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What is a difference between degrees of freedom (DOF) and degrees of motion (DOM)? I know that DOF is the number of independent movements a manipulation arm can make and robot system can have max 6 independent DOF and unlimited number of DOM but I do not distinguish them from each other.

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    $\begingroup$ DOF is never limited to 6 in robotics. Actually, we tend to use redundant manipulator, for which it holds DOF > 6 (when we span the whole Cartesian space). Therefore, you should better clarify what is the context in which you raised your question... $\endgroup$ – Ugo Apr 29 '16 at 17:13
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The way you are describing it, DOM is the number of independent dimensions in $\vec q$. DOF is the number of independent dimensions in $\vec x$. In practice, a robotics engineer will use DOF to represent the number of independent actuators of the robot, which you are calling DOM. Better notation would be to call DOM the mobility of the system, as described in the Mobility formula section here.

Using your notation:

Think of a telescoping pole made out of 5 sections that can collapse inside each other. The degree of freedom is the length of the pole. That value can be anything between its fully-collapsed length, up to its fully-extended length. DOF = 1.

If there is a sliding joint between each section of the pole, there will be four independent motions you can use to set the total length. DOM = 4.

In kinematics, the length would typically be denoted by $x$, and the individual joint lengths would be assigned values of $q_1$ through $q_4$.

$\vec x = f(\vec q)$

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  • $\begingroup$ The DOF are actually the number of independent movements that can be achieved by the structure and usually map 1 to 1 into the number of independent joints. In your example DOF=4 (given that the first section is fixed). $\endgroup$ – Ugo Apr 29 '16 at 16:28
  • $\begingroup$ Also, you make an improper use of the word rank. See en.wikipedia.org/wiki/Rank_(linear_algebra). $\endgroup$ – Ugo Apr 29 '16 at 16:31
  • $\begingroup$ @Ugo, your comment about DOF is usually true for robotics, where we refer to the number of actuators as DOF. But when discussing DOM vs DOF as in the OP's question, he is referring to output DOF, and DOM refers to the number of independently controlled actuations that accomplish the given number of output DOFs. So for his question, my example has DOF = 1 (length of pole) and DOM = 4 (number of independent motions). If any of the joints are mechanically coupled to another, such as $q_1 = q_2$, the DOM would reduce to 3. Hence the use of the word rank - independent terms of $\vec q$. $\endgroup$ – SteveO Apr 29 '16 at 16:58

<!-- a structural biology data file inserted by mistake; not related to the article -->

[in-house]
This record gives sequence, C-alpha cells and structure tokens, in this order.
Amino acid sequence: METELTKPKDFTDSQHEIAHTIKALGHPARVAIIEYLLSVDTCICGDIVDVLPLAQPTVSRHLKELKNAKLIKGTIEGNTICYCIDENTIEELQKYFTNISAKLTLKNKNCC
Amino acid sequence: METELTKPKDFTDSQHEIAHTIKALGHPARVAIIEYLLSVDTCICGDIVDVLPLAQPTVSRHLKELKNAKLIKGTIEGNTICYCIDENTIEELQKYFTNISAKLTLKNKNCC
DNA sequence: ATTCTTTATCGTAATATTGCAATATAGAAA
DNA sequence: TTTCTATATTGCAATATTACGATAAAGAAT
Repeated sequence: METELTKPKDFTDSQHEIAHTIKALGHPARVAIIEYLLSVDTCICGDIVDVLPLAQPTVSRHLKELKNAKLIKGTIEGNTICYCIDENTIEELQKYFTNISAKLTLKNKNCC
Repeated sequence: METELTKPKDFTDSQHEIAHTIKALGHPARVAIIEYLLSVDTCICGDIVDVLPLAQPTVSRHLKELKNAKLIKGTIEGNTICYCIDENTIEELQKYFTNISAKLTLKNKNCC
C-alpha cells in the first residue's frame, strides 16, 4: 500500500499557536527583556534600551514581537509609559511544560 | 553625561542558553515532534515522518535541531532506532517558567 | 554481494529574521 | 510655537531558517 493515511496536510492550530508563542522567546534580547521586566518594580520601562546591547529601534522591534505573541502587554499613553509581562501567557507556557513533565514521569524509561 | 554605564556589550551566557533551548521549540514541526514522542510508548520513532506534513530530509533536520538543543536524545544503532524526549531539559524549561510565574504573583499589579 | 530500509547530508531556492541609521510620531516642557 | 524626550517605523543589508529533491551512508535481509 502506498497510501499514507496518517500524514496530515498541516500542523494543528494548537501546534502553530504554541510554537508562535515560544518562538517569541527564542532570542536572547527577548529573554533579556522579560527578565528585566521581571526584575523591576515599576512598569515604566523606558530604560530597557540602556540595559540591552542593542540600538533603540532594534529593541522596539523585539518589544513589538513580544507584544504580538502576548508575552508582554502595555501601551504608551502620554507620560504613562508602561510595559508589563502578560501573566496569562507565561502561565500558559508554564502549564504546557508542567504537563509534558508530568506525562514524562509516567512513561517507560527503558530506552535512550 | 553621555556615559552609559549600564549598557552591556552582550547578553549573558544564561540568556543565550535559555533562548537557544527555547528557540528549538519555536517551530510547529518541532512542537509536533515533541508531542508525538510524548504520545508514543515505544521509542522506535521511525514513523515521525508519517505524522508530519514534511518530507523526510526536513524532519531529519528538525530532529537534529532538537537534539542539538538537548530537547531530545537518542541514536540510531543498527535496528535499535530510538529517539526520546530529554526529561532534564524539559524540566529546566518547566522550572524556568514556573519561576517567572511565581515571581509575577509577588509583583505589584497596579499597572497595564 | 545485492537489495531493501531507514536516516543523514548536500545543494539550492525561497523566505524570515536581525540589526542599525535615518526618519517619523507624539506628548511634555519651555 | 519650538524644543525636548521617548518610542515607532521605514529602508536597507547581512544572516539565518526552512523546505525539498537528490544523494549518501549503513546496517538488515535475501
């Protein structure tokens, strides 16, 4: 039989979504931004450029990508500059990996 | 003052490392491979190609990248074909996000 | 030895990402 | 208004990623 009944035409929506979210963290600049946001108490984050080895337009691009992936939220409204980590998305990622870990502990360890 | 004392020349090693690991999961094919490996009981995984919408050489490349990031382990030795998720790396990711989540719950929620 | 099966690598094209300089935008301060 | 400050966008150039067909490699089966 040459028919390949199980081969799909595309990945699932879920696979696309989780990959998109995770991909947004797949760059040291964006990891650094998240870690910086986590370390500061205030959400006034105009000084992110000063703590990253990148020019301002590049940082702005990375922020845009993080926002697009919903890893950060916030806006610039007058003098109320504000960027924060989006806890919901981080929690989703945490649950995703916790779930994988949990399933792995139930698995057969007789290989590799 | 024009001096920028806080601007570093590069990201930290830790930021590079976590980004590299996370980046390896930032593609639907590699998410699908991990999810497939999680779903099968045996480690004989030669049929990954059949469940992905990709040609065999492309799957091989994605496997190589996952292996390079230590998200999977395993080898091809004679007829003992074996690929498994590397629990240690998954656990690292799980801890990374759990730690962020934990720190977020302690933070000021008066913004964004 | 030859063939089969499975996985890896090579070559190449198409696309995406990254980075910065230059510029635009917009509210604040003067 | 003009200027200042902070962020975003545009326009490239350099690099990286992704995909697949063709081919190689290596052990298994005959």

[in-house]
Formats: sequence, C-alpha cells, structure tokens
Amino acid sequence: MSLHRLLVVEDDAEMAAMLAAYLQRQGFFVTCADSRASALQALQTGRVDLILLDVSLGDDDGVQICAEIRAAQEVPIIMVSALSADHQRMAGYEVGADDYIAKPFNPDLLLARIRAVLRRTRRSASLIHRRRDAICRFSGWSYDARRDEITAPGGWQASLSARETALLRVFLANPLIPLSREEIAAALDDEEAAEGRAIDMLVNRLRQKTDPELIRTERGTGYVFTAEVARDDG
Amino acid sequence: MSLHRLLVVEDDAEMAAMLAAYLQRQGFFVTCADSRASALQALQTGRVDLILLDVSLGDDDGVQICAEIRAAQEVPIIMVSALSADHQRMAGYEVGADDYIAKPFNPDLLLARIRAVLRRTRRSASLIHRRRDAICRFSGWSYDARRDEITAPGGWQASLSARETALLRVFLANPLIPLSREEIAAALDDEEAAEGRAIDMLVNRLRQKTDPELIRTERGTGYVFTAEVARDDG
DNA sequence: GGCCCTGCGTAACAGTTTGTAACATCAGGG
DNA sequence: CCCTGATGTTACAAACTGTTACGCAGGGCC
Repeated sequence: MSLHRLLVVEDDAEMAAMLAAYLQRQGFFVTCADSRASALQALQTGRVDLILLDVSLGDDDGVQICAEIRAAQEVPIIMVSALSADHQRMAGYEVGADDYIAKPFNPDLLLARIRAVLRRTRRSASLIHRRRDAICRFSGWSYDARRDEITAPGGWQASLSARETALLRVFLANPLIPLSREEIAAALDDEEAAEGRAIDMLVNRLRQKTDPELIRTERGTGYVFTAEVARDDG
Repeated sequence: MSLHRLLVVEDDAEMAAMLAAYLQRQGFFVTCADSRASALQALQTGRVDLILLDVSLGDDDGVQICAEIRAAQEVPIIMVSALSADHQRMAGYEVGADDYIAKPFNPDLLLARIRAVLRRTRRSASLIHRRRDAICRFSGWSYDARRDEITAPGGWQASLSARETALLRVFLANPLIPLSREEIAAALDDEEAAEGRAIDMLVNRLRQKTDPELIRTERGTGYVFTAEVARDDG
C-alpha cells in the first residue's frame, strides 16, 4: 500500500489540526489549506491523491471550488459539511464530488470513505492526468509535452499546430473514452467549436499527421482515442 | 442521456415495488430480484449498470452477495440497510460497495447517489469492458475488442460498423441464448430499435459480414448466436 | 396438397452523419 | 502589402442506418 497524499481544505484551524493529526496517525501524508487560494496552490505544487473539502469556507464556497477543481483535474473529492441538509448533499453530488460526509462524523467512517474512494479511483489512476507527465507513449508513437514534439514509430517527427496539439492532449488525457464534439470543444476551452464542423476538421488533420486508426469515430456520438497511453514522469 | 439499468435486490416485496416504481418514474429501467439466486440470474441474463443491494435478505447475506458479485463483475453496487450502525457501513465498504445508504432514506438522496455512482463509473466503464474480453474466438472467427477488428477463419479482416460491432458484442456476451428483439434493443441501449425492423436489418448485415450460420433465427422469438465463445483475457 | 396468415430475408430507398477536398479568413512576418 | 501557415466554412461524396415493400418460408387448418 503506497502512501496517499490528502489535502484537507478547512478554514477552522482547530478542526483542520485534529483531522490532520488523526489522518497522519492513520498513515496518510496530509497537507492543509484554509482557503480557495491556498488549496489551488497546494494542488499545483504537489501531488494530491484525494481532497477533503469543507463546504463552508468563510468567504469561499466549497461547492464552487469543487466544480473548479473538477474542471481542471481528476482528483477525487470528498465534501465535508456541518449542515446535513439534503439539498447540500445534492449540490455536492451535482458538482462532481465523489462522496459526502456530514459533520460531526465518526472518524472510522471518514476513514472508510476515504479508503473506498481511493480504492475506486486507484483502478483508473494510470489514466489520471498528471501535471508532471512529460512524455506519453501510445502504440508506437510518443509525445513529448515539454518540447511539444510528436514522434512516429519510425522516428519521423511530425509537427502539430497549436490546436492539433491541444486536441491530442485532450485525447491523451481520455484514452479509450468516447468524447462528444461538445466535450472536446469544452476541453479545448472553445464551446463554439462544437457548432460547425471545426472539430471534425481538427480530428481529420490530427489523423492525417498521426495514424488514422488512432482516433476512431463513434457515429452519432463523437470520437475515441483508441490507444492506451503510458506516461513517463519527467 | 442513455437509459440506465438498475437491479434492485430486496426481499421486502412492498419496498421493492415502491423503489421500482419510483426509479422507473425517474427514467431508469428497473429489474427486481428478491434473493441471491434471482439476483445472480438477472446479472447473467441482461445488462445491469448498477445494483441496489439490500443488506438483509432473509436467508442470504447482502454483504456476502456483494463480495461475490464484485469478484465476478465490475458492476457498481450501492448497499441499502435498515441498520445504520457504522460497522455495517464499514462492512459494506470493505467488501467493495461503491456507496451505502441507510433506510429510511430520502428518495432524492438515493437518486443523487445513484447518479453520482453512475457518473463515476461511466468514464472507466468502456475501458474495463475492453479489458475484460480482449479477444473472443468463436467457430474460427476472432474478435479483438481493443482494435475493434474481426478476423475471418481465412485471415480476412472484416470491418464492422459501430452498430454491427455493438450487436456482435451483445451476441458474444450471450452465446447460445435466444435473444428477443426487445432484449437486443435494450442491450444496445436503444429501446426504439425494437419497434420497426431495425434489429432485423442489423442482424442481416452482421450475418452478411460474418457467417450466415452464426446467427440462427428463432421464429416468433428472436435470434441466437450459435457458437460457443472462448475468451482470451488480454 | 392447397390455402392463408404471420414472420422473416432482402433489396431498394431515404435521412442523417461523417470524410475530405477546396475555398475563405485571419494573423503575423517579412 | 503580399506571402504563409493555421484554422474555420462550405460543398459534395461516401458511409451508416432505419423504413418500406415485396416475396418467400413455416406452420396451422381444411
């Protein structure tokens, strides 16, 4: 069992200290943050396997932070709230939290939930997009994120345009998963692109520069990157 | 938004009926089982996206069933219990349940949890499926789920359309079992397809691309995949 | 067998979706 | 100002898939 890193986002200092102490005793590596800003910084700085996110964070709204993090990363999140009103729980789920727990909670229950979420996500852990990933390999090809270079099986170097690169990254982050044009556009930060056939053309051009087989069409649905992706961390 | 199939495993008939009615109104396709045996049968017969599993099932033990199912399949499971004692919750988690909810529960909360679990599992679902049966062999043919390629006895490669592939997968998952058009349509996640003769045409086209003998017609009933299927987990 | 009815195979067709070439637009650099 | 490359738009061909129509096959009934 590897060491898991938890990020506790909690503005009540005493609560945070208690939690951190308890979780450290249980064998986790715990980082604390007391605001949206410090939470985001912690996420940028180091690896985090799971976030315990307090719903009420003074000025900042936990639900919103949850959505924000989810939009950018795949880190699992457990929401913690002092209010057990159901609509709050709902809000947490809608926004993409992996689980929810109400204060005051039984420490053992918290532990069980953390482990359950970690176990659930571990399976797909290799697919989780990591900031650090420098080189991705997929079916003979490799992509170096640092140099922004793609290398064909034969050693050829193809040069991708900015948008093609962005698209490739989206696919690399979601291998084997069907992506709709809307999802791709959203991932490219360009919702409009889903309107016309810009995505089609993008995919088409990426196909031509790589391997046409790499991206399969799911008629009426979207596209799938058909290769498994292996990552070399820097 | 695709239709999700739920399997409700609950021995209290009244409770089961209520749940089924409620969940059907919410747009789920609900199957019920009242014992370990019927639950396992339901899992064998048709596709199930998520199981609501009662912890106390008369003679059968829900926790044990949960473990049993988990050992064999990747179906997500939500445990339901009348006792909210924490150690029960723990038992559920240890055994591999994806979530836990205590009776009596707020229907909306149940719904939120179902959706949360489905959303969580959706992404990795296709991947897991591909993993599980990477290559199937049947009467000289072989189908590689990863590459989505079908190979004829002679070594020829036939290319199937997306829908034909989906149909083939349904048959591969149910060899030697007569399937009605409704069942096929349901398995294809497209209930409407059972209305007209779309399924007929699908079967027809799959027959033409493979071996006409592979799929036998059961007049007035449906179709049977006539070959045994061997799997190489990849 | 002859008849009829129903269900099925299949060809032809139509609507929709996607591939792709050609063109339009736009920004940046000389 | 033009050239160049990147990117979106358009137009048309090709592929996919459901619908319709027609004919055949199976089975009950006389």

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    $\begingroup$ Yes, relative to your original question. When you get into multi-axis robot control you will start to call the number of actuators DOF. But for where your learning is now, on the mechanism side, that is correct. $\endgroup$ – SteveO Apr 29 '16 at 18:31
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    $\begingroup$ Sorry, but I still believe that both the question and the answer remain quite misleading for future readers of this post. $\endgroup$ – Ugo Apr 30 '16 at 11:13
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It appears the industry need to consider some standardization of the terms. In my search I have found differing definitions for the term DOF.

From Yaskawa/Motoman: "Degrees Of Freedom : The number of independent directions or joints of the robot (R15.07), which would allow the robot to move its end effector through the required sequence of motions. For arbitrary positioning, 6 degrees of freedom are needed: 3 for position (left-right, forward-backward, and up- down) and 3 for orientation (yaw, pitch and roll)." Note: R15.07 would appear to reference the ANSI/RIA/ISO materials but at RIA, I only found reference to R15.06.

From Robot Worx: Degrees of Freedom - The amount of values in a system possible of variation. A robotic joint is equal to one degree of freedom.

From ATI automation another RIA member: "Six Degrees of Freedom - A fancy way of saying Fx, Fy, Fz, Tx, Ty and Tz."

I would have to disagree with the Robot Worx, because at a minimum both directions of rotation or travel must be considered for each plane. So Yaskawa's explanation of 3 planar linear directions and three planar rotations makes more sense as well as the definition from ATI. If this is accepted, then what of DOM? This term must inevitably be more complex and account for many things other than direction. I see no terminology so far that accounts for actual degrees of motion of servos/actuators for example servos designed for 180°/360° motions. There should be some way to relate this functionality in the glossary of terms whether it be DMO or yet another term. Some method of using all the available functions of a robotic device should be somehow described.

In my opinion there should also be a standard definition for a description that includes, such other functions as: time, acceleration, speed, grip/release, etc.

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